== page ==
8. What I do is group application suites like Adobe Creative Suite and MS Office into group folders that I access from the Dock. I’ll use Adobe CS as an example. Create a folder on the desktop and name is Adobe CS. With the folder highlighted, do a Command-i to bring up its Info window. Now go into the Applications folder and click on the Adobe Acrobat folder to highlight it. Again do a Command-i to bring up its Info window. We’re going to borrow the Acrobat folder’s icon and use it as the Creative Suite’s icon. Click on the icon in the Acrobat Info window to highlight it and then do a Command-c to copy it to the Clipboard. Now click on the plain folder icon in the Creative Suite folder you created to highlight it and then do a Command-v to paste the Acrobat folder icon in its place. You don’t have to do this, but it looks better and is easier to find in the Dock. Now go to your Adobe Creative Suite folder in your Applications folder and open it. View this in column view, makes it easier to do this. Now go into each application folder and click and drag the application icon into the Creative Suite folder created earlier while holding down the Command-Option keys down. This will create an alias of the application into the folder. Do this with all the apps within the suite of software. Acrobat is in it own folder, so grab those too. Because you created the aliases in a different location, you won’t have the the word aliase after the application name. When I create these shortcut folders, I want them accessible to other people who may use the same computer but log onto it as a different user. Go to the Hard Drive/Users/Shared folder. Create a new folder and name it Aliases. Place the folder of aliases created earlier into it. Next, drag the Adobe Creative Suite alias folder to the right side of the Dock divider. Right click or Command click on it in the Dock and select View As Icon. Also select List View. Now when you click on it in the Dock, you’ll have a full list to all the applications that are part of the Adobe Creative Suite. About 21 of them for Adobe Creative Suite 6. Plus that Acrobat icon in the Dock looks nice and is easy to find.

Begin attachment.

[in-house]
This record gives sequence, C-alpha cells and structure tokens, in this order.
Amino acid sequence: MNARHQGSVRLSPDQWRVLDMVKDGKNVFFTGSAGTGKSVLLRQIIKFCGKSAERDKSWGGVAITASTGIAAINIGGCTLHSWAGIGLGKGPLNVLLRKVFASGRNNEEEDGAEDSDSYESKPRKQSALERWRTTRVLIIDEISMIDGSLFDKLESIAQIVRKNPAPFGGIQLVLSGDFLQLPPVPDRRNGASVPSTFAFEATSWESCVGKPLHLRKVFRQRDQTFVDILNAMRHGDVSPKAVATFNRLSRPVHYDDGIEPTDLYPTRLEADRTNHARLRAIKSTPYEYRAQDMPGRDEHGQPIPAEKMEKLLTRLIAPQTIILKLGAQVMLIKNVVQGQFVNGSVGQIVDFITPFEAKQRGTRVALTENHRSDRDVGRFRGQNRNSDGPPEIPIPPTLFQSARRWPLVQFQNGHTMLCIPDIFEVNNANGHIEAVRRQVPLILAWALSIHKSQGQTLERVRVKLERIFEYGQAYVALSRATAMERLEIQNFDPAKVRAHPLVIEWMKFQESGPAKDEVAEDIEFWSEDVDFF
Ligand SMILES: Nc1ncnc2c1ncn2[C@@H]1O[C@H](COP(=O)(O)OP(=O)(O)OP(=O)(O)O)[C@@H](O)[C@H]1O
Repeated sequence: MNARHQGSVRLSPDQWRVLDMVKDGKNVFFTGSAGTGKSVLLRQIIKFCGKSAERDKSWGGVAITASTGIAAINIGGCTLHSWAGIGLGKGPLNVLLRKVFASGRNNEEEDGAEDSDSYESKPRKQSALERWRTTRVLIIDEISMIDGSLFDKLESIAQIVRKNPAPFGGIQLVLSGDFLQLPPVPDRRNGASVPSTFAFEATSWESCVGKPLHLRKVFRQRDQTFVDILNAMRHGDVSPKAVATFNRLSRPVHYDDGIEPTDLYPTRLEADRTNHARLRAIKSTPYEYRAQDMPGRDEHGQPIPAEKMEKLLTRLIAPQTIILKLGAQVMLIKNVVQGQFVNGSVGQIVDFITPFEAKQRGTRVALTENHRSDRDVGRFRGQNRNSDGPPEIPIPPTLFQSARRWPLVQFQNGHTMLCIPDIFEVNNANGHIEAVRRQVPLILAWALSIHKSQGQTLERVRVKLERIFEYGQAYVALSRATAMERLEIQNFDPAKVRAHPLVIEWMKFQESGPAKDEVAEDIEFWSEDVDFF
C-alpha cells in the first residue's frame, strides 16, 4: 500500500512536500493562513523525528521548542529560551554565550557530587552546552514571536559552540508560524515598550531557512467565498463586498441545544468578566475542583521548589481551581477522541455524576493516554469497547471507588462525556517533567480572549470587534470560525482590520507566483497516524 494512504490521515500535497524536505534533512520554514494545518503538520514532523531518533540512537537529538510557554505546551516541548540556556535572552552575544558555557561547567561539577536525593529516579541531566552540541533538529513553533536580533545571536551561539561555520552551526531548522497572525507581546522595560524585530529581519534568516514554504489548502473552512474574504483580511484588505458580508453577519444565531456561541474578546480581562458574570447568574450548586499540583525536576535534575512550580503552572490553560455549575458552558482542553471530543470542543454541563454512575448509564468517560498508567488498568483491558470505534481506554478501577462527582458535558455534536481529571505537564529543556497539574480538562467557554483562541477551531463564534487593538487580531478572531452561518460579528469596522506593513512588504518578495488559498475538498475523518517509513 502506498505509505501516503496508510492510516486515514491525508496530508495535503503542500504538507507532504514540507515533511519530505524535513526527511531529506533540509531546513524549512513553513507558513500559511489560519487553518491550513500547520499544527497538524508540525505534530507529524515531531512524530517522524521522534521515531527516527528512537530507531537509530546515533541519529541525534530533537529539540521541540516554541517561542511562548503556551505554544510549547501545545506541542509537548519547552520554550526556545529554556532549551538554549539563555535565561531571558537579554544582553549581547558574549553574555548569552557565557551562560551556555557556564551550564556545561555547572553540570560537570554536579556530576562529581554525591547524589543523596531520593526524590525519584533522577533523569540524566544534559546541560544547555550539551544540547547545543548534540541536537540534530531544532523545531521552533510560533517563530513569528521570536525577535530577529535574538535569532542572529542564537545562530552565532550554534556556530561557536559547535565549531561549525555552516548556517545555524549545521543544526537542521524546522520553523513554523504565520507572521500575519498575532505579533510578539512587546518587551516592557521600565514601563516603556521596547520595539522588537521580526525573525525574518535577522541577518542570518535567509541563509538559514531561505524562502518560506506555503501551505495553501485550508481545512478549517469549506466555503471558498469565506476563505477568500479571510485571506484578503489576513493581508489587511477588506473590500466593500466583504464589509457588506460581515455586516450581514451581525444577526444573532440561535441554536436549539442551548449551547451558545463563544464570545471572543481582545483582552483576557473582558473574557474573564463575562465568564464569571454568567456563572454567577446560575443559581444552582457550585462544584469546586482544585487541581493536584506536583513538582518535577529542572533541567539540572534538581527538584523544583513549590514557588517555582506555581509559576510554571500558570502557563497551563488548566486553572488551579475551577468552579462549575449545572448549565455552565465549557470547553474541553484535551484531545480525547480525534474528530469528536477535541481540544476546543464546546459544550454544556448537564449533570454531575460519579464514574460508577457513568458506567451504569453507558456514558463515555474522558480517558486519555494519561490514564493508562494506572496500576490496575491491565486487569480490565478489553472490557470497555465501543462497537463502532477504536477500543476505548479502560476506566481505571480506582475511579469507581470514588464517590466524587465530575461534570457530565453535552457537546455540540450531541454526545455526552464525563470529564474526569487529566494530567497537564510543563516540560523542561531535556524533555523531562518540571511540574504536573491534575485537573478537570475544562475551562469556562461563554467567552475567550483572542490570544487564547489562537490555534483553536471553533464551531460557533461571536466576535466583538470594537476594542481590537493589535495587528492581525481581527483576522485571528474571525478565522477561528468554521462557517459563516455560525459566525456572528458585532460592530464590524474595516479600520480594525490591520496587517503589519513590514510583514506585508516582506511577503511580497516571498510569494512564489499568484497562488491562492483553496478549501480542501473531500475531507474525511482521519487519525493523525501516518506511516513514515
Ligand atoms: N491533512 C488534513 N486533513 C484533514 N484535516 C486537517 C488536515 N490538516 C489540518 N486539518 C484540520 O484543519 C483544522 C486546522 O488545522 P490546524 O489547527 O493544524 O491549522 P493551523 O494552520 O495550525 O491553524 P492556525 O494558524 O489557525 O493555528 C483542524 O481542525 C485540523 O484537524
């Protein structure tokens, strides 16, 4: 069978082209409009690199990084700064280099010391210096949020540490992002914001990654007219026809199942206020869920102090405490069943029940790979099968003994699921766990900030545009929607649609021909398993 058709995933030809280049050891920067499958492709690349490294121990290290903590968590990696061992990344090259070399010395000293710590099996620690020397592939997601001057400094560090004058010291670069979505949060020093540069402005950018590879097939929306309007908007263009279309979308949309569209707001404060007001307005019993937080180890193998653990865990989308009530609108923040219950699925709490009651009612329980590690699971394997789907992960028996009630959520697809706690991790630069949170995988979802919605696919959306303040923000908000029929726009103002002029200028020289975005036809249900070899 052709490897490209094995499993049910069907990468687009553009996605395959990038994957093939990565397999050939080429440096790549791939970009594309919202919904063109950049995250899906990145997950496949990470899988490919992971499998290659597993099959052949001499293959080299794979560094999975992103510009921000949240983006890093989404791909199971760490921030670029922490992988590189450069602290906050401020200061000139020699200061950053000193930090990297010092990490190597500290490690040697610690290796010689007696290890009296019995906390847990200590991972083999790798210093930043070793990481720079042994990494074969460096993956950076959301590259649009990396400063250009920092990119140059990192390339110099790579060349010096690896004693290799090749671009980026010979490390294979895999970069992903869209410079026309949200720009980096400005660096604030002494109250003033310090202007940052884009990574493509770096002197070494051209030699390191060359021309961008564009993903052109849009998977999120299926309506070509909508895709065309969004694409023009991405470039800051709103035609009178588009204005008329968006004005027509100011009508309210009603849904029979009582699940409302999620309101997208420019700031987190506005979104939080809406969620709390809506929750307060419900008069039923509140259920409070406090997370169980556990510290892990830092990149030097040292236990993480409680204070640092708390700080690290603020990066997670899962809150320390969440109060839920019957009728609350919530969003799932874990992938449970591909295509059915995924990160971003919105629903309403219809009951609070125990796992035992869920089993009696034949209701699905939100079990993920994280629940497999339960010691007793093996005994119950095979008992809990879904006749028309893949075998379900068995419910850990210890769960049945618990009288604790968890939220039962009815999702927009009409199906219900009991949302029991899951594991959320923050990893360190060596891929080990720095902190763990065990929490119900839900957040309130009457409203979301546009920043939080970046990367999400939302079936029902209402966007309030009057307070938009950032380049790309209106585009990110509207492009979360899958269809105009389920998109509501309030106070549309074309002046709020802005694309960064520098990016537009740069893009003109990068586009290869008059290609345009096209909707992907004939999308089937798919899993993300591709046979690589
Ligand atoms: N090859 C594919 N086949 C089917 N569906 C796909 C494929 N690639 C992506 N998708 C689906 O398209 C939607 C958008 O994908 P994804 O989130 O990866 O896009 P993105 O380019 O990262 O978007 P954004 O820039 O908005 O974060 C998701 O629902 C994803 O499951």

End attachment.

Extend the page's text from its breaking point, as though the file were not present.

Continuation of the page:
9. Is there an app or setting that will automatically open programs to designated parts of the screen. I have my windows where I want them every day but it is a pain to set them up every morning. Any suggestions are appreciated.

    1. I designate some apps to specific screens (spaces). iTunes gets screen 2. Mail gets screen 3. Transmission gets screen 5. I have 5 spaces in total.

      Getting this to work is easy, as long as you know how:
      1) Navigate to the space where you want an application to reside.
      2) Right-click on its Dock icon.
      3) Choose ‘Options’.
      4) Choose ‘Assign To’ This Desktop. All done.

      Next time you run that app it will run on the desktop you chose. I find this to be an excellent organizational tool.

      BTW: I’ve been using virtual desktops since day 1 on my Macs. There was a guy in Canada, I think it was Scott Brown, who offered a free utility set for Mac OS. Amidst that free set was his excellent, incredibly customizable, Virtual Desktop application. I grudgingly use the less customizable Apple Spaces these days.